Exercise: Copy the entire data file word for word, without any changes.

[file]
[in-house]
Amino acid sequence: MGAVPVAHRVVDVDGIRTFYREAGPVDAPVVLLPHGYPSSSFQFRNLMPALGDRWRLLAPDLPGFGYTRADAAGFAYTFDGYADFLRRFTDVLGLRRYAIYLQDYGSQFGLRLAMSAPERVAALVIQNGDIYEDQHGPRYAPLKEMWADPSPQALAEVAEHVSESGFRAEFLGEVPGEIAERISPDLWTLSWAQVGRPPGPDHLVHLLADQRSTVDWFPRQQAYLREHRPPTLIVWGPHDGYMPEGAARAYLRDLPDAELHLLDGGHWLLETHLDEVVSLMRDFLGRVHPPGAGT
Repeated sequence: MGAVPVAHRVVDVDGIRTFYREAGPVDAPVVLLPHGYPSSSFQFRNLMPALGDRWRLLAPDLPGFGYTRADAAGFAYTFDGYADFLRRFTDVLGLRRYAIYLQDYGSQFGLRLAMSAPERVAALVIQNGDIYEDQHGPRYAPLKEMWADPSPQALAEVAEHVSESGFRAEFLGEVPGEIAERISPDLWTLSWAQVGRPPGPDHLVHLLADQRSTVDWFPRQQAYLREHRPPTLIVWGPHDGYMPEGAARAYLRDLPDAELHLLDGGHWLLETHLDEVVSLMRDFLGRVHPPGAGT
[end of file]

[in-house]
Amino acid sequence: MGAVPVAHRVVDVDGIRTFYREAGPVDAPVVLLPHGYPSSSFQFRNLMPALGDRWRLLAPDLPGFGYTRADAAGFAYTFDGYADFLRRFTDVLGLRRYAIYLQDYGSQFGLRLAMSAPERVAALVIQNGDIYEDQHGPRYAPLKEMWADPSPQALAEVAEHVSESGFRAEFLGEVPGEIAERISPDLWTLSWAQVGRPPGPDHLVHLLADQRSTVDWFPRQQAYLREHRPPTLIVWGPHDGYMPEGAARAYLRDLPDAELHLLDGGHWLLETHLDEVVSLMRDFLGRVHPPGAGT
Repeated sequence: MGAVPVAHRVVDVDGIRTFYREAGPVDAPVVLLPHGYPSSSFQFRNLMPALGDRWRLLAPDLPGFGYTRADAAGFAYTFDGYADFLRRFTDVLGLRRYAIYLQDYGSQFGLRLAMSAPERVAALVIQNGDIYEDQHGPRYAPLKEMWADPSPQALAEVAEHVSESGFRAEFLGEVPGEIAERISPDLWTLSWAQVGRPPGPDHLVHLLADQRSTVDWFPRQQAYLREHRPPTLIVWGPHDGYMPEGAARAYLRDLPDAELHLLDGGHWLLETHLDEVVSLMRDFLGRVHPPGAGT